Four Things I Wish I Knew About College Basketball Before I Started

Four Things I Wish I Knew About College Basketball Before I Started

Every young basketball player dreams of playing college basketball on the big stage, competing for or against the schools they grew up watching. We idolize these college athletes and watch their games almost as intently as we watch the pros.

Fortunately, I reached the Division One level and competed against some of the top schools and many NBA players. College was by far the best time of my life, and I had some amazing experiences, but there are a few things I wish I would have known before getting there.


College Basketball Recruiting

I can remember the excitement I first had when college coaches were sending me letters every day. It progressed into handwritten notes, phone calls, attending games, house visits, and then official visits. The whole process is amazing for a young athlete, and it is the first time you start to see your hard work pay off truly.

The side of the business most don’t realize is that recruiting is sales. Coaches are selling you on their school with every piece of ammunition they possibly have. If that means showing you the best part of campus, only revealing the best statistics, or going so far as to promise you playing time. It’s all one long sell.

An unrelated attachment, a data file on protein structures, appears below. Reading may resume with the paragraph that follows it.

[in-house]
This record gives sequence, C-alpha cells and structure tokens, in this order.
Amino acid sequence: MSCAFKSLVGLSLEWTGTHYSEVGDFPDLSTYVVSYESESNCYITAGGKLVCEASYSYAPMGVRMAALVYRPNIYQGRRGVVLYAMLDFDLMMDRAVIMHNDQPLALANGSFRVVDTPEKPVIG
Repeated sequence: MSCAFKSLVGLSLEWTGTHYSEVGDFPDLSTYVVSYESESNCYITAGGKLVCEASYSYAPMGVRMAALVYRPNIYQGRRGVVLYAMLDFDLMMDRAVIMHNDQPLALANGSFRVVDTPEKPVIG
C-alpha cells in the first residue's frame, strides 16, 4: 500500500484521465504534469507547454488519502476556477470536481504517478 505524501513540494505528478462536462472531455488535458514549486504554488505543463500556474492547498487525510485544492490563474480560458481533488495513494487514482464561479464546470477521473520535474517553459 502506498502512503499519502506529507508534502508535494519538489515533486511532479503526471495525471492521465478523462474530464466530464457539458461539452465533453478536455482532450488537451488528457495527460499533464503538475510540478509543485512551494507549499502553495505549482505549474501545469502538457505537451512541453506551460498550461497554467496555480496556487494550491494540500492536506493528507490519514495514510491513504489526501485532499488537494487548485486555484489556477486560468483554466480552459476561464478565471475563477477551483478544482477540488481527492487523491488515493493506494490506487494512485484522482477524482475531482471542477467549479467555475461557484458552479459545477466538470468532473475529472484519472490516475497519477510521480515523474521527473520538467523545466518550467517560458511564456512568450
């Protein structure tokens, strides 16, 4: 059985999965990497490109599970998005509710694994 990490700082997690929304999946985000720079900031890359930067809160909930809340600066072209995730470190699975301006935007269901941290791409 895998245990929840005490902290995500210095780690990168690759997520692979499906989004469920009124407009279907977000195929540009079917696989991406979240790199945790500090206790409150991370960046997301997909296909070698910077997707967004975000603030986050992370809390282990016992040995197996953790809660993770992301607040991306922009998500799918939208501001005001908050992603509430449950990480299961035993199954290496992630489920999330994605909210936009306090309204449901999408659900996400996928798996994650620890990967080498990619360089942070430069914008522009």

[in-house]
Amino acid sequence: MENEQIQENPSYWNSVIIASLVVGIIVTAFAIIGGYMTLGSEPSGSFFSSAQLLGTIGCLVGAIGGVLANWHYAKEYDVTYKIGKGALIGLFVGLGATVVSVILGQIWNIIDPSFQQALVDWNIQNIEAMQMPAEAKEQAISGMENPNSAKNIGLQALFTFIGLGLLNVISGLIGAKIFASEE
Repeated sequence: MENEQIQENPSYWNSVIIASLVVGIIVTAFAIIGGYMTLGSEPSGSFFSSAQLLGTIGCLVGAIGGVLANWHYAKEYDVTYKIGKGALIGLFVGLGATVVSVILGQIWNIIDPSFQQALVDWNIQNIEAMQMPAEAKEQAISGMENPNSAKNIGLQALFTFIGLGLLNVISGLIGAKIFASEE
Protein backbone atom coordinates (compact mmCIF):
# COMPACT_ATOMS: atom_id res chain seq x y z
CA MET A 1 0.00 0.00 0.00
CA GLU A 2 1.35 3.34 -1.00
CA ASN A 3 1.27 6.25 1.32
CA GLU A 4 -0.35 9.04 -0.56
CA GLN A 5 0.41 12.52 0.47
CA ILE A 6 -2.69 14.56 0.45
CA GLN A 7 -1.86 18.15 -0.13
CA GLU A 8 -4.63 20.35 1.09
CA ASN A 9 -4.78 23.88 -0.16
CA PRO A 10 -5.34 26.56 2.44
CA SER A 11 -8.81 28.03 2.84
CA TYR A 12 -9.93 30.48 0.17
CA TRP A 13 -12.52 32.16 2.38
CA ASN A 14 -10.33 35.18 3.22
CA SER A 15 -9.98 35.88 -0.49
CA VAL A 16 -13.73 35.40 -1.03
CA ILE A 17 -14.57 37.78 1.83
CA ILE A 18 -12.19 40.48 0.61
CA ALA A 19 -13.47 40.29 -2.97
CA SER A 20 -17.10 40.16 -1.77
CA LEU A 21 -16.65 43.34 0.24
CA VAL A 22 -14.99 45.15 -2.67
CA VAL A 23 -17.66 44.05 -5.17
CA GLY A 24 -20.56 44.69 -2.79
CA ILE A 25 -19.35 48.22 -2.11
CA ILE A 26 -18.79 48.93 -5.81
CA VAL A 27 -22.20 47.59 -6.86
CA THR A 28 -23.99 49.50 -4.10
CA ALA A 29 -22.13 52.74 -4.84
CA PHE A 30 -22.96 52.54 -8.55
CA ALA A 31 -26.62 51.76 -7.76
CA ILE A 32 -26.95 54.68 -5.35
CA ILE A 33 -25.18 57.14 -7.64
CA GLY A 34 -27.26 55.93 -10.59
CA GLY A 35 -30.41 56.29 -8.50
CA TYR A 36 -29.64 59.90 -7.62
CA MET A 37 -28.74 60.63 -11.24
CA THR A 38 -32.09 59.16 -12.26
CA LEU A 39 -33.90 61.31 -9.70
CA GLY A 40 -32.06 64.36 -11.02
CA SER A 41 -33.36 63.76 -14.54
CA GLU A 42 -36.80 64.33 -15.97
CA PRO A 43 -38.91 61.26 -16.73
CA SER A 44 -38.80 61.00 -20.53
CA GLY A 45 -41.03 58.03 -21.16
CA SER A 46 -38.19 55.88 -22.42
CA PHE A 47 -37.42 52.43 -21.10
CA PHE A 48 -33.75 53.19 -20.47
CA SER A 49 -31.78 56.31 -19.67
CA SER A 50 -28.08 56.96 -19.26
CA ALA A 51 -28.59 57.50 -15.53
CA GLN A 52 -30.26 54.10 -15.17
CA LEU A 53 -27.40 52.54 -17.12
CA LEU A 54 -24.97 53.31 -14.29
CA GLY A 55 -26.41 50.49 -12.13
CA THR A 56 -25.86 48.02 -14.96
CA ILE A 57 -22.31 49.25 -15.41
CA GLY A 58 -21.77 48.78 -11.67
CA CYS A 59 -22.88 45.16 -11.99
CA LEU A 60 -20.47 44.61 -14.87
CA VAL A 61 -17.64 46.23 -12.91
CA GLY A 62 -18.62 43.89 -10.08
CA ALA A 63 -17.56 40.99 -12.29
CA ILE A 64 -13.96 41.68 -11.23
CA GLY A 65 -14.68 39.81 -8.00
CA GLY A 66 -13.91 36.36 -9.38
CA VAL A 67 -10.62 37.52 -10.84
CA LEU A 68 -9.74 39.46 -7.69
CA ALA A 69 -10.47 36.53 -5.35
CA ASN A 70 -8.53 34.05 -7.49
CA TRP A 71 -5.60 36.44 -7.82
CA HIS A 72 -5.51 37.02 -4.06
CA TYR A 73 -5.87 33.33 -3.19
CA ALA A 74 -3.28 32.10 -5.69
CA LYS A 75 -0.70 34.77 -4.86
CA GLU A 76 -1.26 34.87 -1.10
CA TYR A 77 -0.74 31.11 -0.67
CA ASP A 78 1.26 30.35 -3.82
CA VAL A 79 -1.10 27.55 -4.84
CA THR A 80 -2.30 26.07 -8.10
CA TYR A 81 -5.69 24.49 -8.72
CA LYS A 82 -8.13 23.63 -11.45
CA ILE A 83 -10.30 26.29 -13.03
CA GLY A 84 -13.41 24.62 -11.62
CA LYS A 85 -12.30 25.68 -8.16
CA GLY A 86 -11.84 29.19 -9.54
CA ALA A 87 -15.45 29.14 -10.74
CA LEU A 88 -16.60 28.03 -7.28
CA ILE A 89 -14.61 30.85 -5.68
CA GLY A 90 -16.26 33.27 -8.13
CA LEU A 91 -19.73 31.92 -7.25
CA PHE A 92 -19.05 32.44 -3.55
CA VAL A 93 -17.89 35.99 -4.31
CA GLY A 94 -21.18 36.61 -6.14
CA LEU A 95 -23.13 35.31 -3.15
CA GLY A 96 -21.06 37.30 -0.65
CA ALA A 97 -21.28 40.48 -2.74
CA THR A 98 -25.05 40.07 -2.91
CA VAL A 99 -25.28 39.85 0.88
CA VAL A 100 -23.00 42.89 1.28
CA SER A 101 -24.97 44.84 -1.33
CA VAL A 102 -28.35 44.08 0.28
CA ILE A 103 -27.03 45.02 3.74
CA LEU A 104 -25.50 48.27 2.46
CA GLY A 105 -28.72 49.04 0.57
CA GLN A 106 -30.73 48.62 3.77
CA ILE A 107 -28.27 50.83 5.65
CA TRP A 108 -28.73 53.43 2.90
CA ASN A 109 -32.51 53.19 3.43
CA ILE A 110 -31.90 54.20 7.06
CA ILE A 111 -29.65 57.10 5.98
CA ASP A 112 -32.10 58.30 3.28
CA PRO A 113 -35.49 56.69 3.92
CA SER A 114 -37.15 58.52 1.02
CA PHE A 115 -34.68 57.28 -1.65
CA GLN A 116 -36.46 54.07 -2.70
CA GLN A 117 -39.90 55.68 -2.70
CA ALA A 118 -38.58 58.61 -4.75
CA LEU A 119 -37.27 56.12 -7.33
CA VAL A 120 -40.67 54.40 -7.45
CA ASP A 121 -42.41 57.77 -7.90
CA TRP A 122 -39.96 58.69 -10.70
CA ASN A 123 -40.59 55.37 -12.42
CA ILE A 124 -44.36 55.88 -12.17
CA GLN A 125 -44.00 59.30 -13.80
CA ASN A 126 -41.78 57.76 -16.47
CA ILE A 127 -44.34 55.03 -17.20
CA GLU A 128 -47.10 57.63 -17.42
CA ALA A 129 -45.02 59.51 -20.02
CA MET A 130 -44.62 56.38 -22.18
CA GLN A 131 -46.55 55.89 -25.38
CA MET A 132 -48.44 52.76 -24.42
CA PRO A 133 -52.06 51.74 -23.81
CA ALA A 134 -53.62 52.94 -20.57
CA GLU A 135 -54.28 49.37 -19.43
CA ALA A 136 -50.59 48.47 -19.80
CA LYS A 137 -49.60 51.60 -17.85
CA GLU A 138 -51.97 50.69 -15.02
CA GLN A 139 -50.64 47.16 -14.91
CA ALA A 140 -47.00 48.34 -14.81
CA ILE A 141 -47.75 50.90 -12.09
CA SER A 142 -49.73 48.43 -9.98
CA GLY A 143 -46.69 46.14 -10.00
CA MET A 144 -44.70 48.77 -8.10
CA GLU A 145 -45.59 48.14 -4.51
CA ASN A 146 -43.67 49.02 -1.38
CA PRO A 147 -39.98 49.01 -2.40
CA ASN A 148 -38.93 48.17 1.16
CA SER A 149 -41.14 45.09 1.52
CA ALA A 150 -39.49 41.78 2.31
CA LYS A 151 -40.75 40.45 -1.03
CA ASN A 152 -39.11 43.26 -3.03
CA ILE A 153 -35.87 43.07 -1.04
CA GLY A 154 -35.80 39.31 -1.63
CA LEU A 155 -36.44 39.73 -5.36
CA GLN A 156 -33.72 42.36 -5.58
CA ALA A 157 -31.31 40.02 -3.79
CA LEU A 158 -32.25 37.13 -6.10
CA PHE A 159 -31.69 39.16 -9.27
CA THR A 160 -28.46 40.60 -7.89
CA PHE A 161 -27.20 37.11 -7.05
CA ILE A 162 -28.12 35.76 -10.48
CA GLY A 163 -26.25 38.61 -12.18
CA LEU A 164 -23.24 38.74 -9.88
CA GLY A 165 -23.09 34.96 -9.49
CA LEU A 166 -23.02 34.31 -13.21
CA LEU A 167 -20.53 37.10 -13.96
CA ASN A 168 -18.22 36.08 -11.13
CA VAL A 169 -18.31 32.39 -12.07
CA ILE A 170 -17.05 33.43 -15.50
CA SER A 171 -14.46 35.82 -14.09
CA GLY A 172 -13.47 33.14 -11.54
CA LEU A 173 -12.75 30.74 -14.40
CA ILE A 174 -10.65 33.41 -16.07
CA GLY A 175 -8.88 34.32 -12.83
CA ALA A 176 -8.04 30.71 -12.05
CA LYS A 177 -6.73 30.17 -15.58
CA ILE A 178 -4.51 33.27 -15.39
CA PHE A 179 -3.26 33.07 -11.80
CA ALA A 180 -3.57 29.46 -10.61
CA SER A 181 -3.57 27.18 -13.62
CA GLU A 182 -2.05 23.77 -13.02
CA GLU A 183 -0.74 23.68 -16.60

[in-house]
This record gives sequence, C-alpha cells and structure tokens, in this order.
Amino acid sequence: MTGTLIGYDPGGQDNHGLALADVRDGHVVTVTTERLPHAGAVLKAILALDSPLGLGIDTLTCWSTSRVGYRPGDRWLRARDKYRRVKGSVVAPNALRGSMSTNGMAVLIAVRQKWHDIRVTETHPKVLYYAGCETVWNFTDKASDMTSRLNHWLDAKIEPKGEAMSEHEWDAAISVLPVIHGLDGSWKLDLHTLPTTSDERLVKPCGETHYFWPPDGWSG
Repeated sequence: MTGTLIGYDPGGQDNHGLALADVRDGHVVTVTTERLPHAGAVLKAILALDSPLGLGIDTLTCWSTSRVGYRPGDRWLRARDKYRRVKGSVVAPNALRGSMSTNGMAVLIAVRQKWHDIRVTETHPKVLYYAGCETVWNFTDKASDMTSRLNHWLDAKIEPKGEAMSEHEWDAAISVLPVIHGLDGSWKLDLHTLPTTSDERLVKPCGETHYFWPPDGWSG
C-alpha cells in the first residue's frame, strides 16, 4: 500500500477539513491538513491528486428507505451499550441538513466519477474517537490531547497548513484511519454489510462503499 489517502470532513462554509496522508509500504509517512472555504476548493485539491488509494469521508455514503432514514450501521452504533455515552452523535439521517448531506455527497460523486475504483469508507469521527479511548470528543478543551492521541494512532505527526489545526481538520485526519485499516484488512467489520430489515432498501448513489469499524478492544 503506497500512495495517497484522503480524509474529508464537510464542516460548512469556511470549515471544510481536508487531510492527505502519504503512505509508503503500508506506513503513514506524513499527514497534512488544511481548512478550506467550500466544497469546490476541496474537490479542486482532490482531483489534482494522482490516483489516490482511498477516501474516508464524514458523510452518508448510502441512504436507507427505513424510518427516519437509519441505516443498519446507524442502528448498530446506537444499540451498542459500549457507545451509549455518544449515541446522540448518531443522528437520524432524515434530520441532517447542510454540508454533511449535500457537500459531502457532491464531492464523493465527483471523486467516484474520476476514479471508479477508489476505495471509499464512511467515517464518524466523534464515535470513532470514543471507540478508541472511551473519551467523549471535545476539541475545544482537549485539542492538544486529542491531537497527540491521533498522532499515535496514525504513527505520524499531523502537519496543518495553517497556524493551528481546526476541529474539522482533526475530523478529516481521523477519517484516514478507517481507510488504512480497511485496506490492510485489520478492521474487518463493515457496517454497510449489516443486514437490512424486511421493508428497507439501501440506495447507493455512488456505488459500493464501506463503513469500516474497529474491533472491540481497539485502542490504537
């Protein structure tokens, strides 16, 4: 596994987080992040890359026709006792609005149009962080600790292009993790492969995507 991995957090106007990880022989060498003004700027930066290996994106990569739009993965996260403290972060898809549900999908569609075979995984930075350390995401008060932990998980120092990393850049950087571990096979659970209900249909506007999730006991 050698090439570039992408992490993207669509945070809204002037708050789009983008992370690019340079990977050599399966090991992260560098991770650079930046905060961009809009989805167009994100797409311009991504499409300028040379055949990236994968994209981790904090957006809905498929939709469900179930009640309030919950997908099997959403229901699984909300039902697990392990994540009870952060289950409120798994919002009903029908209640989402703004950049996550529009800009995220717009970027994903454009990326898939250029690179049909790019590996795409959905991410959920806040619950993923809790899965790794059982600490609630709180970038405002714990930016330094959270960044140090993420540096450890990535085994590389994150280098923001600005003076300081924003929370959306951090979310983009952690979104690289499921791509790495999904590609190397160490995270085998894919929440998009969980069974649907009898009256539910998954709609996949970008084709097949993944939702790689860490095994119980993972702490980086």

This leads to players committing to schools without the right knowledge ahead of time and transferring soon after. A recent study stated that 40% of players who attend a college out of high school end up transferring by the end of their sophomore year.

Athletes get swept off their feet because they are often not told the facts about the school and/or they don’t ask the right questions before committing. Some questions might be:

  • What is the four-year plan while I am here?

  • What has the transfer rate been while this coaching staff was present?

  • How many players in my position are you looking to bring in this year and next?

  • What kind of offensive and defense will you be running?

Don’t be afraid to dive into their program because, trust me, they have read every stat, talked to many people, and compared you to a ton of athletes before showing interest. It is a business deal at the end of the day; make sure you want them just as much as they want you before signing.



Competition in College

When you think of basketball competition at the college level, you automatically assume the opposing teams. Yes, everyone can shoot, pass, dribble and dunk or else they wouldn’t be there. Athletes fail to realize how stiff the competition is going to be, even on their own team.

Think about it; if you are the best player in your school, district, and region, your competition so far hasn’t been very stiff. Now you’re going to compete against players every single day who have the same accolades as you and just as good for their area of the country. Any given day, a teammate can get the best of you, so you have to be ready to go full tilt day in and day out.

Many players are never heard from again at the college level because they could not find a way to get quality minutes for their own team. The success you had in high school does not mean a thing when you step on the court against your teammates in practice.